Individual talk therapy is when a patient and their therapist can discuss and overcome unwanted and negative thoughts and behaviors through self-reflection and insight-oriented work. Talk therapy is complicated and challenging, and it nearly always requires a willing and cooperative patient. To that end, it can be challenging to apply individual talk therapy to teens without a thoroughly established relationship and plenty of rapport, as many teens tend to favor a contrarian attitude and are unlikely to be cooperative.
Helping a teen in a one-on-one setting requires a specialized and experienced therapy that knows how a teen’s mind operates and responds and can best relate to them. When a therapist can finally get on the same page as their teen patient, the progress they can make together can be incredible. But often, finding an alternative approach is productive in the early stages of treatment. This is where group therapy becomes a powerful tool when treating adolescents for multiple essential reasons.
Offers Peer Support and Encouragement, Helps Teens Feel Less Alone or Isolated
The first thing group therapy teaches a teen is that they’re not alone with their thoughts and struggles. Teens are inexperienced and naturally self-centered (this is not a bad thing). They are preoccupied with the rapid and complicated changes they are experiencing on a nigh-daily basis. When they realize that they are “different,” one of the significant issues they face is the crippling isolation experienced by feeling cut off from their peers due to their condition and the treatment process. It is fun to be unique, but it is lonely and terrifying to be “weird.”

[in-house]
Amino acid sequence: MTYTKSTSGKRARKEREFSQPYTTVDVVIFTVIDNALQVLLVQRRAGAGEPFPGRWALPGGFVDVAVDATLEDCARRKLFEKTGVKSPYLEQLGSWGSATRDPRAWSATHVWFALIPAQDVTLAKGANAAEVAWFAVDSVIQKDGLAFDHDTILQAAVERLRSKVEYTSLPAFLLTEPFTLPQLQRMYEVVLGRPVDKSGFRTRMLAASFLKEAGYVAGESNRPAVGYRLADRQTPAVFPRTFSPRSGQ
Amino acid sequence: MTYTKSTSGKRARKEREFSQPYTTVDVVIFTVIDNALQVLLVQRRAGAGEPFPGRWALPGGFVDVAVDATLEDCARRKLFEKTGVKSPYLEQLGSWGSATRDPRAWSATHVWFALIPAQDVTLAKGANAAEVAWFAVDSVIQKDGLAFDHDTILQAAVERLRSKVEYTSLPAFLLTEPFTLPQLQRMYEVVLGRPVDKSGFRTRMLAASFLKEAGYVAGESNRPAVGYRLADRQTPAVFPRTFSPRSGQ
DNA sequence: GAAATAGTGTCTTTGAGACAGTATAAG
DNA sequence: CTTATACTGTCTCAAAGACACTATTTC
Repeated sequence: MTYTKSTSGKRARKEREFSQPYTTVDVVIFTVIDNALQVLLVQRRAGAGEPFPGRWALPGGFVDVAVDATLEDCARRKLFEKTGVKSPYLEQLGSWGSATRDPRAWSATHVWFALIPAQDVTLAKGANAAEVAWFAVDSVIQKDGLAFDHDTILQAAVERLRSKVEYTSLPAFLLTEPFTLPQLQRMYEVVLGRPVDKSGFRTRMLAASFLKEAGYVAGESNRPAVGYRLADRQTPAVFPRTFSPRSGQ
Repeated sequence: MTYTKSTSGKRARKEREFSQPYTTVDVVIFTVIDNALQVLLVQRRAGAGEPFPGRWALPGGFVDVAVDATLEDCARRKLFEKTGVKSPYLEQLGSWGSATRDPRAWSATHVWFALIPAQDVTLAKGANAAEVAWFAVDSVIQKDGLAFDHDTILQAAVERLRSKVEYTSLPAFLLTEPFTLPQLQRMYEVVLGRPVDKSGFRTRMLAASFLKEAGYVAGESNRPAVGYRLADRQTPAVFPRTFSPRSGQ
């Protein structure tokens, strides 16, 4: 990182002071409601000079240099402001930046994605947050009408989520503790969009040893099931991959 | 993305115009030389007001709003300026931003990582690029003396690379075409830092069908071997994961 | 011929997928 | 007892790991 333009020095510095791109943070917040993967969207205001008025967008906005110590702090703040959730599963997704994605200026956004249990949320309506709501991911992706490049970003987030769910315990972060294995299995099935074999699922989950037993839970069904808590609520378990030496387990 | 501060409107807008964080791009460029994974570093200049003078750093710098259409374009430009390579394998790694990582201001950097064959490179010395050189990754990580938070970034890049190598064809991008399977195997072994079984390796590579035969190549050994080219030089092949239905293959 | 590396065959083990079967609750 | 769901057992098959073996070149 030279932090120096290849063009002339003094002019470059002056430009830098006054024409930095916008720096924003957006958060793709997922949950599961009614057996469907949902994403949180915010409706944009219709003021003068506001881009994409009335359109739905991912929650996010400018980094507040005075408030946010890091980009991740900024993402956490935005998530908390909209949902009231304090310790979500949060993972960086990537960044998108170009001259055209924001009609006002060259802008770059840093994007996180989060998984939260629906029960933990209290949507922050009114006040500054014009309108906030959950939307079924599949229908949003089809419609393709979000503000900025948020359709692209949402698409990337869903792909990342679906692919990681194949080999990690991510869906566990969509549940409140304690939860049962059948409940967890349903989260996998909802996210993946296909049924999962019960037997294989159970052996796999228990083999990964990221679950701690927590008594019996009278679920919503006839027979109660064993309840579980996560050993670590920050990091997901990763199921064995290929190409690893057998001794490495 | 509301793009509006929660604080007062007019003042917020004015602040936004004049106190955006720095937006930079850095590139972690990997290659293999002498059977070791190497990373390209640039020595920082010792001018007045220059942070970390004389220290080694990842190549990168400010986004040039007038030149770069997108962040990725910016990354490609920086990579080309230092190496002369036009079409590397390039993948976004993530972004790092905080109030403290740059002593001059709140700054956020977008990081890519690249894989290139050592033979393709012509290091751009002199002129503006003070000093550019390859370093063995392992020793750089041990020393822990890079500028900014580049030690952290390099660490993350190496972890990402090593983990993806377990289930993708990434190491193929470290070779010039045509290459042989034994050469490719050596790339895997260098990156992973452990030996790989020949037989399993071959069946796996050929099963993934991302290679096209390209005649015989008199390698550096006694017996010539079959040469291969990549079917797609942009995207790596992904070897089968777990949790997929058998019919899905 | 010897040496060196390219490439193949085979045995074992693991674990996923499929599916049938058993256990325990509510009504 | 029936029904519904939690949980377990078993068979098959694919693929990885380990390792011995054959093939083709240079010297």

Group therapy can help teens realize that they’re not alone at all and that while there might not be too many people out there who can completely relate to their experiences, there are still enough people out there to fill a room and talk about it. It also helps them remember that struggling with a mental health disorder does not make someone less of a person or somehow alien. People are people, and even with a variety of different problems, there is always some way in which different people can relate to one another and make each other feel a little more “normal.”
Addresses Unique Teen-Specific Substance Use and Mental Health Issues
Teens aren’t just self-centered; they’re also famously and painfully self-aware. With that comes a great deal of social anxiety, particularly among teens who feel shy and nervous around strangers and struggle with serious communication issues. These issues and fears are easily masked in a one-on-one session. Still, for teens with social anxiety and communication problems, group therapy becomes a safe space to practice critical social skills and overcome many fears amplified by inexperience or victimization.
Often, teens resort to absorbing other identities into themselves to figure out who they are. It is part of the process of becoming an adult and might involve suddenly gaining ultimately new friends, looks, and interests overnight. However, there are cases when this kind of behavior is maybe contributing to an inner conflict stemming from guilt or shame over one’s immutable characteristics or flaws.